Yashodhra is wearing white trousers and a burgundy t-shirt. She strikes a traditional Indian dance pose in front of the Hindu Temple in Wembley, London.

Yashodhra striking a pose in front of the Hindu Temple in Wembley, London

People say that the UK is a multicultural society. What has your experience of this been so far?

There is a lot that I love about the UK. It’s a very inclusive country that accepts and recognises people of all kinds from all around the world. I have experienced this multiculturalism throughout the UK and during my studies, I had friends from everywhere - from Peru to Romania, to Taiwan.

I am still in touch with most of my international friends. I even added their countries to the world clock on my phone so I could contact them at appropriate times after they went back to their countries. While I miss spending time with my Indian friends at university, there is something which feels maybe even more meaningful about my international friendships which all hold a very special place in my heart.

Yashodhra standing smiling in front of the red lanterns in China Town in Soho, London.

'I have experienced multiculturalism throughout the UK '

For those looking to meet new people from all over the world, the UK is the place to be. British people themselves are a great bunch to befriend, work, or party with. Contrary to some rumours I heard before arriving in the UK, they are extremely polite - a trait I have learnt from and incorporated into my daily interactions living here.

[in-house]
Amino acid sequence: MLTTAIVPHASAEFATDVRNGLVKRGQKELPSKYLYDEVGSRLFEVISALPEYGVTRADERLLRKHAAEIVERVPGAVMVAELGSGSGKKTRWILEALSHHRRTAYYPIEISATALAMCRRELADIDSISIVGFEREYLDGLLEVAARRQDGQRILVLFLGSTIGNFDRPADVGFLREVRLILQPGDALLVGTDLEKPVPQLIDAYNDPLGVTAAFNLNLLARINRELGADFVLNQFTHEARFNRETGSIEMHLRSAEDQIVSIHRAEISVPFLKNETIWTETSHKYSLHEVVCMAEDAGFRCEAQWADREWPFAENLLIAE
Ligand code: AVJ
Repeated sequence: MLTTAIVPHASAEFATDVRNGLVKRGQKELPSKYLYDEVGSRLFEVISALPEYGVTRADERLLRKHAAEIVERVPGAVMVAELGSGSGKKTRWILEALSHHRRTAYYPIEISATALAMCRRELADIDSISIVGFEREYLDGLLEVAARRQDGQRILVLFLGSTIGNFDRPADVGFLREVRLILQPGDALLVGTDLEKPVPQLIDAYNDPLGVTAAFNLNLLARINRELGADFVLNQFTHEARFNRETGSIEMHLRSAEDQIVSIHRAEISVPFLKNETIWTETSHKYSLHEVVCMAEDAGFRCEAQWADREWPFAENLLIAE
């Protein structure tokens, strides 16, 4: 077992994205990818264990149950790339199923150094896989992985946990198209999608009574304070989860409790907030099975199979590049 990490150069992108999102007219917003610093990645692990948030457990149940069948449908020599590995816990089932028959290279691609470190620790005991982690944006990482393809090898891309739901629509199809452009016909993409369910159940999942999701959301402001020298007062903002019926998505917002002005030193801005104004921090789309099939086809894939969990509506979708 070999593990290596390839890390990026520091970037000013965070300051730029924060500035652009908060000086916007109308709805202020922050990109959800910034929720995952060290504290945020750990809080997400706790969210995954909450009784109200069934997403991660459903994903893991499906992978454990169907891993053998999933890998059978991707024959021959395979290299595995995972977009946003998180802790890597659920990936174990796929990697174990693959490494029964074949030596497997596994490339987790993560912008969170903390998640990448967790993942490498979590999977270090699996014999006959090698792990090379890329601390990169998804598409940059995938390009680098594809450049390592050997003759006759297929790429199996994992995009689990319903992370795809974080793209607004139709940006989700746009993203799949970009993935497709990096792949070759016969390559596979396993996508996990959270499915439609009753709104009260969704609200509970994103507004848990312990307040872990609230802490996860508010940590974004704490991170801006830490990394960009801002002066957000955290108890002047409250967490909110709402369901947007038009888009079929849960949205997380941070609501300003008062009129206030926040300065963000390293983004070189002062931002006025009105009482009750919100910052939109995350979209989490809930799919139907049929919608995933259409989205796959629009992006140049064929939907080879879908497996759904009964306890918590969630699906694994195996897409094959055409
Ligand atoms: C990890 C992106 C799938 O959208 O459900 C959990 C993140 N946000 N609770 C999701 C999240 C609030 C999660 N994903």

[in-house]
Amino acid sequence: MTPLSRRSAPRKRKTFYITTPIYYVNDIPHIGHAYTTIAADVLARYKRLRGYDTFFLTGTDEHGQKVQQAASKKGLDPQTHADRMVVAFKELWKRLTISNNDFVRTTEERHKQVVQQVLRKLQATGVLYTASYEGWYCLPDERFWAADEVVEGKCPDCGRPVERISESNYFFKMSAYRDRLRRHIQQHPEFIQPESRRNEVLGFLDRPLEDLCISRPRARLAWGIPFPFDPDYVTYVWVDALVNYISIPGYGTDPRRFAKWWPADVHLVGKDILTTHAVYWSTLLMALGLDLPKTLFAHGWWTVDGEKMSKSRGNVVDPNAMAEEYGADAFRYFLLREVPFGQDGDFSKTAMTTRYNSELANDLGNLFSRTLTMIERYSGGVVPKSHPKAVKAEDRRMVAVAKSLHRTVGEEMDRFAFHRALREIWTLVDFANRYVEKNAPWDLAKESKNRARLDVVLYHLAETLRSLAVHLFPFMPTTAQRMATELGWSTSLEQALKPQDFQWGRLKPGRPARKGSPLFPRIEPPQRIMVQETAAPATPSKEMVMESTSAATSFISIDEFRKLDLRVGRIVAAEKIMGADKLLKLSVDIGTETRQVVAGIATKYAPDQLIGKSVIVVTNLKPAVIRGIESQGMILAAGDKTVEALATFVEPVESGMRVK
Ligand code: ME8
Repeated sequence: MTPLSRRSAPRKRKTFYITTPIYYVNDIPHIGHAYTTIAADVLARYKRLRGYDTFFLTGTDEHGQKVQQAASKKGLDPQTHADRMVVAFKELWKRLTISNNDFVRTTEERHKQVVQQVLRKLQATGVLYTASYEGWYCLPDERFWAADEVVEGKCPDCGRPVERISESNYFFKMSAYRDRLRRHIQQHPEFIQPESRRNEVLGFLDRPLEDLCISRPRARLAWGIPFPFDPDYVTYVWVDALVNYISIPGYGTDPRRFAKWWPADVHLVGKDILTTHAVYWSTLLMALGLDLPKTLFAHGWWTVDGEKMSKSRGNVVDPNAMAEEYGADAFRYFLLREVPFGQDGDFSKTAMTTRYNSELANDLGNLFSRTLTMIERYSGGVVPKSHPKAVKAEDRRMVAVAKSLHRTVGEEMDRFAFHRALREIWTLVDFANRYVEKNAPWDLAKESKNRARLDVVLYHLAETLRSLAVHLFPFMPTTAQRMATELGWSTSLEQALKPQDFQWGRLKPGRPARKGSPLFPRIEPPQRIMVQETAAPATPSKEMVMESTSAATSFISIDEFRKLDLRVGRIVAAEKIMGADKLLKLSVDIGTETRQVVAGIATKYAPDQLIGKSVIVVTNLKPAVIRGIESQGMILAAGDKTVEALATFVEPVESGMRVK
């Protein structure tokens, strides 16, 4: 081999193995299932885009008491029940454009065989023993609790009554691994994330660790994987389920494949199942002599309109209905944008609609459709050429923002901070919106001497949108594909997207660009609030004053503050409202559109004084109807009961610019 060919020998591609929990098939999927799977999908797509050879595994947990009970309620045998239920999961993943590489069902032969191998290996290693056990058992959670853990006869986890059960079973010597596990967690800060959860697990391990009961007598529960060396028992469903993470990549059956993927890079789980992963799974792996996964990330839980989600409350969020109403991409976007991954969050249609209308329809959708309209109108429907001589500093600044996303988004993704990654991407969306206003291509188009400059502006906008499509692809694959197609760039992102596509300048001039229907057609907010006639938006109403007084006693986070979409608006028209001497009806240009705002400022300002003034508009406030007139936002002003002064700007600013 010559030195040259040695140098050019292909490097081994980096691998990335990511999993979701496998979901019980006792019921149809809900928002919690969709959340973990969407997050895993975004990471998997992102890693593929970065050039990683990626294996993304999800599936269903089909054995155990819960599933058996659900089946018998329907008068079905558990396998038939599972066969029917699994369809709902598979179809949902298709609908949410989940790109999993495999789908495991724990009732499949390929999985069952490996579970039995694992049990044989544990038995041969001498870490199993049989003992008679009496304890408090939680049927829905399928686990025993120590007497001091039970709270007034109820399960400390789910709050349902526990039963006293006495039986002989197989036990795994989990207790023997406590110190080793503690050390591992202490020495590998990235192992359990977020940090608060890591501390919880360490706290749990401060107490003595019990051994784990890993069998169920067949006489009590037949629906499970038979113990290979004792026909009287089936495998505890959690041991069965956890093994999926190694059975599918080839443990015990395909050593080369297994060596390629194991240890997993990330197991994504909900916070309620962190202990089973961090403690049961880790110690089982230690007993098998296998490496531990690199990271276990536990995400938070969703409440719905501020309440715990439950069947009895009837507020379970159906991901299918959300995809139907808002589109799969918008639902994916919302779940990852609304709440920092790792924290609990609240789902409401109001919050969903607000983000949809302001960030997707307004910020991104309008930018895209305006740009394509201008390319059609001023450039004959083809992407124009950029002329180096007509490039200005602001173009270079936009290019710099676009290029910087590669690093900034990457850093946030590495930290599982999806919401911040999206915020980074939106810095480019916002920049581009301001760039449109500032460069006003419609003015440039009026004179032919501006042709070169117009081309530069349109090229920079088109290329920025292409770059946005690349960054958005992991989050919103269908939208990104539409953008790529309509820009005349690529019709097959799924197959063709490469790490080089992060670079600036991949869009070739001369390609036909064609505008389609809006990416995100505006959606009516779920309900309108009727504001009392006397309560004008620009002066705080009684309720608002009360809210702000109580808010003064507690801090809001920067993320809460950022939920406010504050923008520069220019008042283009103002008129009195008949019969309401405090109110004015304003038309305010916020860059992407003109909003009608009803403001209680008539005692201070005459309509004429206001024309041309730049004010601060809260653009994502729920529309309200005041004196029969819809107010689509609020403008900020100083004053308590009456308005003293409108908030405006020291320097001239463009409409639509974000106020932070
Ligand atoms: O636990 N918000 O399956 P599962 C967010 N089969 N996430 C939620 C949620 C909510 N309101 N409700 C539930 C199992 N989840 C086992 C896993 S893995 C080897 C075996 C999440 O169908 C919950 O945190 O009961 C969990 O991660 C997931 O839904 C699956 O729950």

Nevertheless, for students who might occasionally want a taste from back home or feel homesick, there are smaller regional communities everywhere in the UK and also within universities. Be it recognising social causes and representation (BLM, LGBT+), or celebrating religious festivals (Diwali, Eid), the UK welcomes all beliefs and cultures. Also, a common mistake most incoming students make is to doubt the UK's in-store availability of some niche ingredients. You can get everything here.

International student in front of York Minster on a grey day. She is posing with her arms wide, in a diagonal fashion, and is smiling.

'York Minster is one of the world's most magnificent cathedrals'

From beautiful national parks to serene beaches, bustling big cities to the peaceful countryside, world heritage sites to modern establishments, the UK has a lot to offer in terms of travel. I've spent most of my weekends here hopping on trains to other cities or regions. Bath and the Lake District have been my favourite, and the most Instagram-worthy destinations I’ve been to in the UK so far. What set them apart from other places was the transition I witnessed while driving from an ordinary motorway into these picturesque locations. It also helped that the UK offers students discounts almost everywhere which I have taken total advantage of during my studies when I was on a tight budget.

Yashodhra (in the middle) is surrounded by a mixture of her international friends who have shared a meal.

Yashodhra sharing a meal with some of her fellow international student friends

The UK’s Graduate Route welcomes international students to apply to stay in the UK and work, or look for work, for two or three years after graduating.